To perform these, you need to get on all fours, that is on your hands and knees with your knees a bit apart. Now while inhaling get into the cat position by lowering your belly and raising your head looking up. Then get into cat position exhaling by tucking your tailbone, rounding your back, and lowering your head looking towards the belly. Do as many repetitions as you can for a minute or two.

Knee-to-chest Stretches

The knee-to-chest stretches would help relieve the soreness and pain in your back effectively. For doing these stretches, you need to lie on the back with your knees bent. Hold one knee with both hands and gently try to bring it towards your chest.

Hold that position for a few seconds and then lower the knee back and repeat it with the other leg.

Banded Bridge

You need the resistance bands of appropriate strength to perform the banded bridge. You lie on your back with your knees bend, and the bands wrapped just above your knees. Spread your knees to get some tension on the bands.

Lift your torso by forcing the heels on the floor and squeezing the glutes. Lower your body and repeat for the desired number of reps. These bridges are effective on the lower back and glute muscles.

Hip Hinge With Dowel

The hip hinges target your whole posterior chain. This easy exercise would help you strengthen the lower back, glutes, and core.

It is easy to perform these hip hinges. You need to stand with feet shoulder-width apart and a dowel running along your spine. Hold the dowel with one hand behind your neck and the other hand behind your lower back in a reciprocal position.

Now bend at your hips, lowering your head forward till your torso is almost parallel to the floor. Do some reps and reverse the hand positions and repeat the same number of reps.

Kettle Bell Deadlifts

For someone who is accustomed to perform heavy barbell deadlifts, the kettlebell deadlifts may feel very light. But it is a very effective rehabilitative exercise to help you build back the balance and strength in the lower back.

You perform the kettlebell deadlifts similar to barbell deadlifts. Just use the kettlebell instead of a barbell.

Rack Pulls 

Rack pulls are one of the effective ways to get rid of the back pain you got from deadlifts. The movement of the rack pulls is similar to actual barbell deadlifts.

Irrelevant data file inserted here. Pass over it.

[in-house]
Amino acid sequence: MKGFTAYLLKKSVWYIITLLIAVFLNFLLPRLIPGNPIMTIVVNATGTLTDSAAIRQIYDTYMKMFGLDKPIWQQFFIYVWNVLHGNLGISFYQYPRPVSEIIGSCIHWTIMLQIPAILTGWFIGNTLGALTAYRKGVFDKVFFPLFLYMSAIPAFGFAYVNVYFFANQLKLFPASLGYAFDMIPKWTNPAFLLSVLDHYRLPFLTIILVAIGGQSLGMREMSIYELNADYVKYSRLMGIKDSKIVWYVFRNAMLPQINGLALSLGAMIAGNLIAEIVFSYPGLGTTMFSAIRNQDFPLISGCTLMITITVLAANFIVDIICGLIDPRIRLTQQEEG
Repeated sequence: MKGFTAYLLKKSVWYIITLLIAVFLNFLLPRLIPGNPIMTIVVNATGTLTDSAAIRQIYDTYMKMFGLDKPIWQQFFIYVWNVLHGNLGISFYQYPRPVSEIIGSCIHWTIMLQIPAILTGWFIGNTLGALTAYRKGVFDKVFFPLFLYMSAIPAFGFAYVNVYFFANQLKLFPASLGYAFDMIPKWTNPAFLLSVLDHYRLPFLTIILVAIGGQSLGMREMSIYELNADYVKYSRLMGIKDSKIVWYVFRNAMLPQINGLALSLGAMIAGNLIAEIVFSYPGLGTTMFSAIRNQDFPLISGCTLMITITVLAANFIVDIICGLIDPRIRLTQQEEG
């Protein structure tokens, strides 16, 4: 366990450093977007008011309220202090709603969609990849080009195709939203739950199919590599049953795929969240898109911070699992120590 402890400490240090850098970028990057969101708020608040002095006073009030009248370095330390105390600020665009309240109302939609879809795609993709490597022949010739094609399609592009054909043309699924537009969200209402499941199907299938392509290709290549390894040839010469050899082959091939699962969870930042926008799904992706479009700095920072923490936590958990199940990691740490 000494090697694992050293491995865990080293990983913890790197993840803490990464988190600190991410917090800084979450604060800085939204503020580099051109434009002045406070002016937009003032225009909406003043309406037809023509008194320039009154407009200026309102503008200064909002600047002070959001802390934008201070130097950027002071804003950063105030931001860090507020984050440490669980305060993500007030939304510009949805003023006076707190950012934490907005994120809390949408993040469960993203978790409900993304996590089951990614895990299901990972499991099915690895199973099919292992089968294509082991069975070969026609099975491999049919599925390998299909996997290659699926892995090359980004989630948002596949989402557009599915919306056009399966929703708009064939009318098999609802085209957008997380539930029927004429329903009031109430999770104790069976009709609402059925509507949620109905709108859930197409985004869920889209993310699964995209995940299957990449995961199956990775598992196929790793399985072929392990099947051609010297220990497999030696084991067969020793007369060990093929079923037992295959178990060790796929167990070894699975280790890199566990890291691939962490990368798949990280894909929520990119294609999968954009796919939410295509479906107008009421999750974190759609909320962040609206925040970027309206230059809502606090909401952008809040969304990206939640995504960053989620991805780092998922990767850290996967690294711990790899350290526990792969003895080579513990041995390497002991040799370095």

You perform the rack pulls with the power rack by keeping the barbell on the spotter arms. The spotters are set at height around your knees, making the movement a little shorter than the full deadlift.

The rack pulls are usually performed with an empty barbell but you can add a little weight if it helps you move in a controlled motion.

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9 Tips To Prevent Deadlift Injury & Back Pain

Tips To Prevent Deadlift Injury & Back Pain

Back pain can be disastrous to your fitness goals. It can limit your movement, stop you from working out for weeks, and delay your progress. Thus, it is better to prevent it rather than having to deal with it. Here are a few tips that can help you prevent deadlift injuries and back pain. These are just a few adjustments you need to do in your move or the positions that you can easily do.

Set and maintain spinal position:

Throughout the deadlift move, you need to keep your spine straight and neutral and the chest up. A rounded back can cause lower back pain after deadlifts and may induce DOMS in upper back muscles.

Optimize the hip height at starting position:

If you start your deadlift with your hips too high, you will put excessive pressure on the lower back that may result in an injury. You need to optimize the hip position suitable to your height at the start of your move to prevent excess stress on the lower back.

Maintain the bar near your legs:

To avoid putting too much cantilever load on your back, you need to keep the barbell close to your center of gravity throughout the move. To achieve this, avoid moving the hips too early, start with the quads and keep the knees bent a little longer.

Optimize the frequency and intensity:

Lifting too heavy, fast, and too frequently can cause more damage than you can imagine. You need to optimize your workout schedule to allow enough rest and plan your progressions better to avoid unnecessary stress on the back.